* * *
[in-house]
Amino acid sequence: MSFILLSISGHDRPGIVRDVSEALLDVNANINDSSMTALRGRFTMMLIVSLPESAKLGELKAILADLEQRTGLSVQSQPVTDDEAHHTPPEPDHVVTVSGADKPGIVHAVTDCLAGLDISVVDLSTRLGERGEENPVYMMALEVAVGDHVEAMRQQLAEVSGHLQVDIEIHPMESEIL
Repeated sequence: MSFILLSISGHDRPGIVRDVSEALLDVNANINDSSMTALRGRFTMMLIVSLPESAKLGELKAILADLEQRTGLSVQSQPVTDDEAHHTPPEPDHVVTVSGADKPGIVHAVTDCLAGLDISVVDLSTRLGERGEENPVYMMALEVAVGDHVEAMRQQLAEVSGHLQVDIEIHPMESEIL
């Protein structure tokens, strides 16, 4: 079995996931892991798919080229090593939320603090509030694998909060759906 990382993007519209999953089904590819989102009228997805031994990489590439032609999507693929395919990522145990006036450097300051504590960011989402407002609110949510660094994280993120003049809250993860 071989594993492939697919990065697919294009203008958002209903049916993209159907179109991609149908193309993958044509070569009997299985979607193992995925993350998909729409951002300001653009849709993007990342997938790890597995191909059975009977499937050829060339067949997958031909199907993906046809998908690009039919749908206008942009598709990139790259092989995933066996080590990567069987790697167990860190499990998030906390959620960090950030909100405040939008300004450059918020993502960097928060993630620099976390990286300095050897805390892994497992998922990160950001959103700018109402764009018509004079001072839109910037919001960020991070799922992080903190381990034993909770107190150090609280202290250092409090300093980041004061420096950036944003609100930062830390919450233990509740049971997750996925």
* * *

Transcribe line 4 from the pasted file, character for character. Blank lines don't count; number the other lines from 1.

């Protein structure tokens, strides 16, 4: 079995996931892991798919080229090593939320603090509030694998909060759906 990382993007519209999953089904590819989102009228997805031994990489590439032609999507693929395919990522145990006036450097300051504590960011989402407002609110949510660094994280993120003049809250993860 071989594993492939697919990065697919294009203008958002209903049916993209159907179109991609149908193309993958044509070569009997299985979607193992995925993350998909729409951002300001653009849709993007990342997938790890597995191909059975009977499937050829060339067949997958031909199907993906046809998908690009039919749908206008942009598709990139790259092989995933066996080590990567069987790697167990860190499990998030906390959620960090950030909100405040939008300004450059918020993502960097928060993630620099976390990286300095050897805390892994497992998922990160950001959103700018109402764009018509004079001072839109910037919001960020991070799922992080903190381990034993909770107190150090609280202290250092409090300093980041004061420096950036944003609100930062830390919450233990509740049971997750996925």